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AMD's GPU market share has grown for first time in four years

by Mark Tyson on 23 August 2016, 11:01


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Mercury Research has released its latest figures analysing the PC graphics market. In its Q2 2016 report, published yesterday (PDF file link), were a number of interesting observations and conclusions. For me the most eye catching findings were that the average selling price of graphics cards 'rocketed' to record heights, and that AMD has gained GPU market share for first time in four years.

While the 'PC Industry' continues to drift, we have pointed out several times the strength of the PC enthusiast and gaming segments. Mercury reports that in Q2 2016 unit shipments of PC graphics fell 6.5 per cent. Despite the volume drop, revenues were up substantially for the quarter due to an average desktop selling prices surge, reaching a new record high.

Mercury picks out the following report highlights:

  • AMD’s average total share increased for the first time in more than four years. The last time the company experienced an increase was the first quarter of 2012. Both desktop and mobile shares were up this quarter.
  • Nvidia lost share in the both segments, but average desktop share remains up more than five points on year. Record-setting improvements in average selling prices due to high-end GPU demand allowed Nvidia to increase revenues substantially even with fewer units shipped.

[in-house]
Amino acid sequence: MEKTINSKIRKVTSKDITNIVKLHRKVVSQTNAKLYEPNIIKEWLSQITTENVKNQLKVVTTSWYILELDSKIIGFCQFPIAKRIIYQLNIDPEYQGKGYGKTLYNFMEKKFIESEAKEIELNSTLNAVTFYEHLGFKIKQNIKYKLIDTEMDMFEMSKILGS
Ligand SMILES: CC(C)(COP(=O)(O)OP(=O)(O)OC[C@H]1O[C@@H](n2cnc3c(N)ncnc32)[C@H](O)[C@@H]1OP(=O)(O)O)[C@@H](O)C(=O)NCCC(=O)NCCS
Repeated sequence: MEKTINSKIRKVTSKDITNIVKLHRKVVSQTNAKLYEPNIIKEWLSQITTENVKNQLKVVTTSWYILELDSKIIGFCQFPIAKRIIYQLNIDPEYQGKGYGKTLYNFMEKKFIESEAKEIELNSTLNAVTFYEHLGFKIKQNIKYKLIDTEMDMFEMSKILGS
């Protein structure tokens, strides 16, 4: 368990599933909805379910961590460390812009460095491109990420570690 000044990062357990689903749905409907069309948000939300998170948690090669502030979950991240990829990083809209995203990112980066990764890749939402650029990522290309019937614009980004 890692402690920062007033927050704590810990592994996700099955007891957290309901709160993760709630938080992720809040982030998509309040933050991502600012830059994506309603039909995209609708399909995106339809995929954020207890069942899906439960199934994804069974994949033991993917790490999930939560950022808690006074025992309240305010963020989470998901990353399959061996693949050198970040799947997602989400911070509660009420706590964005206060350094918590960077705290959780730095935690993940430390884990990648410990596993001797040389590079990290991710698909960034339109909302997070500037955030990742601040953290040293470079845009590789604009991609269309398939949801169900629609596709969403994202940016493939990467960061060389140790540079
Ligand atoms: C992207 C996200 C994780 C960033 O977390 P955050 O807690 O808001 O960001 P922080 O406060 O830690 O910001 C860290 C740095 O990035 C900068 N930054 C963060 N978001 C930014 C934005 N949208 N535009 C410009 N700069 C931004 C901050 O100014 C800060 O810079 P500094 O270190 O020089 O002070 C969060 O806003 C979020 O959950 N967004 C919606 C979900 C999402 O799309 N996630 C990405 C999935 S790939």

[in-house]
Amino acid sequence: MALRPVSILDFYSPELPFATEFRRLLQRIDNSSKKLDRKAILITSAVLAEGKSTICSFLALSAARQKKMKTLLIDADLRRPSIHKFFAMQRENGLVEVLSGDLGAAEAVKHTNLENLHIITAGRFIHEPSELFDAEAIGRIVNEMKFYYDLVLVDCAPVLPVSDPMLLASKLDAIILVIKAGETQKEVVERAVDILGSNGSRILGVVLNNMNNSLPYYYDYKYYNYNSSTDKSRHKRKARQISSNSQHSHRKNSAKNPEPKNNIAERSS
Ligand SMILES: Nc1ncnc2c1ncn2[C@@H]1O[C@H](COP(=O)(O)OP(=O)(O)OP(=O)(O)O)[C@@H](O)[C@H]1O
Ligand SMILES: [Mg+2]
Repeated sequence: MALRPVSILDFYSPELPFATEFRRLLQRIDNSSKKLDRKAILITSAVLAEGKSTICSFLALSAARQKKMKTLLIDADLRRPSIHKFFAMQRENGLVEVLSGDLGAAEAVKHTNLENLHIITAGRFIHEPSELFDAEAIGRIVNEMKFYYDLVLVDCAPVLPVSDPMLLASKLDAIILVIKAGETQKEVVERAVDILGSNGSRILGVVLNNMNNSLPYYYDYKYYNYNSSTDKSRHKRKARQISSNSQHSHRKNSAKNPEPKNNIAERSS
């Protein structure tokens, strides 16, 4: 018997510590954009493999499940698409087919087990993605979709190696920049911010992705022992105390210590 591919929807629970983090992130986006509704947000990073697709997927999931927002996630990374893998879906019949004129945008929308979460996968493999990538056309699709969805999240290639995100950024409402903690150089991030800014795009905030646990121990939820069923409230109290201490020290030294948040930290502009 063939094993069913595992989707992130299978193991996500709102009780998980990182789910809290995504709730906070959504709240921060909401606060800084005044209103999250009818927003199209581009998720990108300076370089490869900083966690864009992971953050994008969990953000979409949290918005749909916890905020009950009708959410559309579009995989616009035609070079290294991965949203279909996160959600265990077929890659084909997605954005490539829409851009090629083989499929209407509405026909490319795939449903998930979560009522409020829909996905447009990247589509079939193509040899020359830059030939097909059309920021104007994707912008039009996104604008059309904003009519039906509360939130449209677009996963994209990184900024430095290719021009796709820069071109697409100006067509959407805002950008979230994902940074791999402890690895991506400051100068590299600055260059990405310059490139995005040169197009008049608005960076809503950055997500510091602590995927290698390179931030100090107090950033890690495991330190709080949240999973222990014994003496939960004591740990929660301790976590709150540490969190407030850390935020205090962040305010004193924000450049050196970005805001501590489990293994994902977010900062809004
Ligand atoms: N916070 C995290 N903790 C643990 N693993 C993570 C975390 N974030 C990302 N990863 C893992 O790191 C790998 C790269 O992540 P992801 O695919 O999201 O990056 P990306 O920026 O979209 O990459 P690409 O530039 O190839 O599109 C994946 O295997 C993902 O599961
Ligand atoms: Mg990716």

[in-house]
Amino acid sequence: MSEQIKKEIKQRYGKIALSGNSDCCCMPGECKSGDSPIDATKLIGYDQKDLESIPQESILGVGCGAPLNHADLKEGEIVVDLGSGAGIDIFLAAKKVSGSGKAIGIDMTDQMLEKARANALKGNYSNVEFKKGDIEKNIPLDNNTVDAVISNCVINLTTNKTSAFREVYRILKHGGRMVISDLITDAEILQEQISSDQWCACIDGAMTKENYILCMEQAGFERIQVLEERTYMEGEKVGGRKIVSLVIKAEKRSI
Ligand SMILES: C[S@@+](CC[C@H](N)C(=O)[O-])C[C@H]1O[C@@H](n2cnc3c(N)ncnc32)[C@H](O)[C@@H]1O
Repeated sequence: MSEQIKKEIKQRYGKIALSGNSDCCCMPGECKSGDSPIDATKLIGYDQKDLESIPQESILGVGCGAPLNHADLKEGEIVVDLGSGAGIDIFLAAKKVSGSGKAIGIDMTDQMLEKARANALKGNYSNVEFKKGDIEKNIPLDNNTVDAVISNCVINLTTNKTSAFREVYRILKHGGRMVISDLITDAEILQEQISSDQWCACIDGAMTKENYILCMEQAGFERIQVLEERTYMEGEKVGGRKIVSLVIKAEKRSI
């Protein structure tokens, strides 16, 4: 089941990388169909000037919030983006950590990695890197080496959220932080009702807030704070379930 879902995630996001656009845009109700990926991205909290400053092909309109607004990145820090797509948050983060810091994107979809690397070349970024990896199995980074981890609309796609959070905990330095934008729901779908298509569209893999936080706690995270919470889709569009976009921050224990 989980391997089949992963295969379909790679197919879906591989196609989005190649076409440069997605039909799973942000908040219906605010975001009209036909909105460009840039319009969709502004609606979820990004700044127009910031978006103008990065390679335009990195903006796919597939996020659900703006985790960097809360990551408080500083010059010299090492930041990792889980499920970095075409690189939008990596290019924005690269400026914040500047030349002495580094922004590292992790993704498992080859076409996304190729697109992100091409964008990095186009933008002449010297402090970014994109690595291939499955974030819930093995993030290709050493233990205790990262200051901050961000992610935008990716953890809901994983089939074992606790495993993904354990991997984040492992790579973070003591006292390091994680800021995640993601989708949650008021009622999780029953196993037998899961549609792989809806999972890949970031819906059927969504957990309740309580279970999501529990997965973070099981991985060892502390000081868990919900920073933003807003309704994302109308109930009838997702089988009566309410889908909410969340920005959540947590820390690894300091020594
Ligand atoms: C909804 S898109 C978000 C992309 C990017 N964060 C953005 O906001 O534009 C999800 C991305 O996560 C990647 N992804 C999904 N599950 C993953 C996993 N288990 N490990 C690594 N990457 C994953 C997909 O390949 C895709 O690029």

• Intel’s average share declined slightly – for the first time in nearly ten years. The company last had a decline in the third quarter of 2006.

The most recently recorded state of play for desktop discrete graphics shows Nvidia at 77.2 per cent and AMD at 22.8 per cent of the market. With Q2 2016 being a pre-Polaris quarter it will be most interesting to see the impact of the AMD Radeon RX 400 series hitting the market in the next quarterly research figures. Of course those figures will also tally shipments of the competitive Nvidia GeForce GTX 1060 and its higher-end Pascal stable mates.

HEXUS Forums :: 2 Comments

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This is good news for everybody. More competition keeps innovation up and prices down.
Hmmm, I think the most interesting thing there is actually the total share - we always think about nvidia being streets ahead of AMD in terms of GPU share because we keep looking at discrete graphics, but in terms of overall graphics share they're pretty close, compared to the gap back from Intel. Just goes to show you how few people actually use/need discrete graphics.

Also interested in how well AMD are doing - relatively speaking - in mobile discrete, given how hard it can be to find a laptop with an AMD dGPU sometimes…